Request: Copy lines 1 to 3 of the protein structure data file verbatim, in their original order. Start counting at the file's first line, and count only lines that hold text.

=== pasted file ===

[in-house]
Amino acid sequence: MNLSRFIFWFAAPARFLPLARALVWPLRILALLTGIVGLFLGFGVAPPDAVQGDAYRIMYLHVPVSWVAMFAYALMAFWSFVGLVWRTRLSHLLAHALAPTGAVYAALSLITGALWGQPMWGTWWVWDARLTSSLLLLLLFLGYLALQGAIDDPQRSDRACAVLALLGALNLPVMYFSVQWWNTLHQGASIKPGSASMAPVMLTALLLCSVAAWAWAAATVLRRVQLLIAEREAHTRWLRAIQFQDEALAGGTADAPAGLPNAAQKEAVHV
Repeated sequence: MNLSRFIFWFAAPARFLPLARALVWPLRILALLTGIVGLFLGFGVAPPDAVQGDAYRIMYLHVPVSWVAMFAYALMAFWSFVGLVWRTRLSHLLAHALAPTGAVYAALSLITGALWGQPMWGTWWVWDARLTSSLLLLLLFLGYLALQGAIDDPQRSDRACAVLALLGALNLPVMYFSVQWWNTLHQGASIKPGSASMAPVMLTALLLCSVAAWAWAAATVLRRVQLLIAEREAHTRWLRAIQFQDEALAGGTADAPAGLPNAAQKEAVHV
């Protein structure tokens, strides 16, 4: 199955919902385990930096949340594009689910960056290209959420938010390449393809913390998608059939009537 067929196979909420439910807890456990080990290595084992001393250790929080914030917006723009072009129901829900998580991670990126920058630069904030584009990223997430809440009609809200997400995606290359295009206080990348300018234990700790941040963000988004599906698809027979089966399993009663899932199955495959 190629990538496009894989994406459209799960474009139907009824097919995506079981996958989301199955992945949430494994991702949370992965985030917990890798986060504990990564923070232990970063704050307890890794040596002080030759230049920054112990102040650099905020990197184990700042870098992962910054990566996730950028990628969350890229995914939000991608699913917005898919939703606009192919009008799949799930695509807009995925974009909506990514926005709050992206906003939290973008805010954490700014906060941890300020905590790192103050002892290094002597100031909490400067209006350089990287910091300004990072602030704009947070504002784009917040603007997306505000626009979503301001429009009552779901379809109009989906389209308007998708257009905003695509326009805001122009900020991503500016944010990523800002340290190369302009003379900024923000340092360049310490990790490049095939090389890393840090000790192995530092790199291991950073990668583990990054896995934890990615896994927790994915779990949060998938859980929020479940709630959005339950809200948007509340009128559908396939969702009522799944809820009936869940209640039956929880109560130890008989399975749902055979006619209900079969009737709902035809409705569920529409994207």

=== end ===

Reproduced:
[in-house]
Amino acid sequence: MNLSRFIFWFAAPARFLPLARALVWPLRILALLTGIVGLFLGFGVAPPDAVQGDAYRIMYLHVPVSWVAMFAYALMAFWSFVGLVWRTRLSHLLAHALAPTGAVYAALSLITGALWGQPMWGTWWVWDARLTSSLLLLLLFLGYLALQGAIDDPQRSDRACAVLALLGALNLPVMYFSVQWWNTLHQGASIKPGSASMAPVMLTALLLCSVAAWAWAAATVLRRVQLLIAEREAHTRWLRAIQFQDEALAGGTADAPAGLPNAAQKEAVHV
Repeated sequence: MNLSRFIFWFAAPARFLPLARALVWPLRILALLTGIVGLFLGFGVAPPDAVQGDAYRIMYLHVPVSWVAMFAYALMAFWSFVGLVWRTRLSHLLAHALAPTGAVYAALSLITGALWGQPMWGTWWVWDARLTSSLLLLLLFLGYLALQGAIDDPQRSDRACAVLALLGALNLPVMYFSVQWWNTLHQGASIKPGSASMAPVMLTALLLCSVAAWAWAAATVLRRVQLLIAEREAHTRWLRAIQFQDEALAGGTADAPAGLPNAAQKEAVHV